There is another test that is often helpful in diagnosing Lyme : a CD57 test. This immune cell is known to be suppressed only by HIV and Lyme. Nearly all late stage Lyme patients are low in it.

I hope you get an answer soon!
Avatar universal
Thanks to both of you for your comments. Ricobord, I will print this off and present it to my GP. Perhaps these are tests she can order, unlike some of the other tests that must be ordered by a neurologist.

I initially had a year of neurological symptoms (back in 2005), when the tinnitis started, (dizziness, mild numbness and tingling in R. leg, hands and one side of face). These symptoms then pretty much disappeared for  about 4 years, only to return with a vengeance when I embarked upon a really intensive work-out program....I'm wondering if that would also be consistent with Lyme, or if it would present in more of a continuous manner..? Although, I'm guessing  with all of these things there are likely no hard and fast rules to precisely how they will present or evolve.

I so appreciate these suggestions ...thank you so much!!!

198419 tn?1360245956
Hi Maramor,

If your first sentence...."doctor ruled out MS because of unchanged MRIs" is the only reason the doctor said he/she is not dx'ing you, run to another doctor.

I say this because if this is so, then you are not in good care. If the doctor has other reasons, then combined, maybe there is some other reasoning. I just don't know.

But, it's simply not-so that MSers must have progressing lesion load. Even without a disease modifier, not all MSers experience increase in lesions.

You can also experience increase in symptoms w/out additional lesions where MS is concerned. Many of us experience this.
You must be so frustrated. Remind us, have you been to any other docs for a 2nd opinion?
198419 tn?1360245956
sorry...meant to say..."if" this is the only reason MS is ruled out...run! lol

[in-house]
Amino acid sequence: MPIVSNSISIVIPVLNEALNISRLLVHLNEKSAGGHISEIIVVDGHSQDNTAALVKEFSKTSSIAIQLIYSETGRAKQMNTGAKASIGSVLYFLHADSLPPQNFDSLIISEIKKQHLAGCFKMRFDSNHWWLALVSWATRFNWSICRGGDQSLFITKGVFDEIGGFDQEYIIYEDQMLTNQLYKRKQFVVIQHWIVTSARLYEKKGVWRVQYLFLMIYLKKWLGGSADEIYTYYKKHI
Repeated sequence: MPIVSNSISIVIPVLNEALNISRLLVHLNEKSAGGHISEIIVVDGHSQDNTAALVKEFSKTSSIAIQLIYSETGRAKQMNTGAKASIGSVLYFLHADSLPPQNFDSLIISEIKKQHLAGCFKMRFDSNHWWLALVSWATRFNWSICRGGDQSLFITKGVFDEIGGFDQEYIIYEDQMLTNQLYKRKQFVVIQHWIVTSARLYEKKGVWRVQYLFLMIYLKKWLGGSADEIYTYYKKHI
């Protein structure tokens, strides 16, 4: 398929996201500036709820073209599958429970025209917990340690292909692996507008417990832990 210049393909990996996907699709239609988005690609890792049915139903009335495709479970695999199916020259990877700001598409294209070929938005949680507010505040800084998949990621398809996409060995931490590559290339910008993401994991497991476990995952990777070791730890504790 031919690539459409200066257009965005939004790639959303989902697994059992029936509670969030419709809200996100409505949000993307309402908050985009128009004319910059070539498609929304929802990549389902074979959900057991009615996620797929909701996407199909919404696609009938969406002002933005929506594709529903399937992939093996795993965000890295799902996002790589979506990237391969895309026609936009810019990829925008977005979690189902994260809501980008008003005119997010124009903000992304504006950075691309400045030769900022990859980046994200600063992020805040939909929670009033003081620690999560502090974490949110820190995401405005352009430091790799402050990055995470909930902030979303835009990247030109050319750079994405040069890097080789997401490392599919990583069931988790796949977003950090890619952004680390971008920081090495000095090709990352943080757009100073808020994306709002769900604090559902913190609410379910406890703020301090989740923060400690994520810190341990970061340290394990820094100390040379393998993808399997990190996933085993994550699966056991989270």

987762 tn?1331031553
Hi there,

I'm actually thinking you probably need to see a rhuemotologist, whilst you wait to find/see another neuro. I had a quick look at some of your past posts and in one of them you mentioned having both positive ANA and ENA. These results are not related to MS at all but they are commonly seen in SLE (lupus), and to some extent also Connective tissue disease, and sjogrens syndrome.

From my understanding of this, you can get a positive ANA on its own and it not mean anything (false positive) but you 'cant' have a false positive ENA, "It detects autoantibodies, which are molecules produced when the immune system attacks healthy tissue"

(http://www.brighthub.com/science/medical/articles/98969.aspx) So together having both positive ANA and ENA it is a strong indicator of an autoimmune disease and should (imho) be fully investigated!!

As for the neuro that didn't automatically dismiss you, i'm not impressed with his change in attitude though it may not be his domain, he could of refered you on at least. hmmmm some of the things said are not consistent with any of the research. Unless you have a medical condition to explain those brain lesions eg hypertension, diabetes etc it is totally 'abnormal' to have multiple brain lesions if your not yet in your 60's or older! Another point is that most research indicates these 'normal' age related lesions are typically silent, so dont cause sx's anyway and considering your not over 60 and are having sx's, the logical conclusion is that they are not normal!

If i was you i'd have a chat with the wonderful people in the Lupus community, they maybe of some help and it can't hurt to find out more about it.


Avatar universal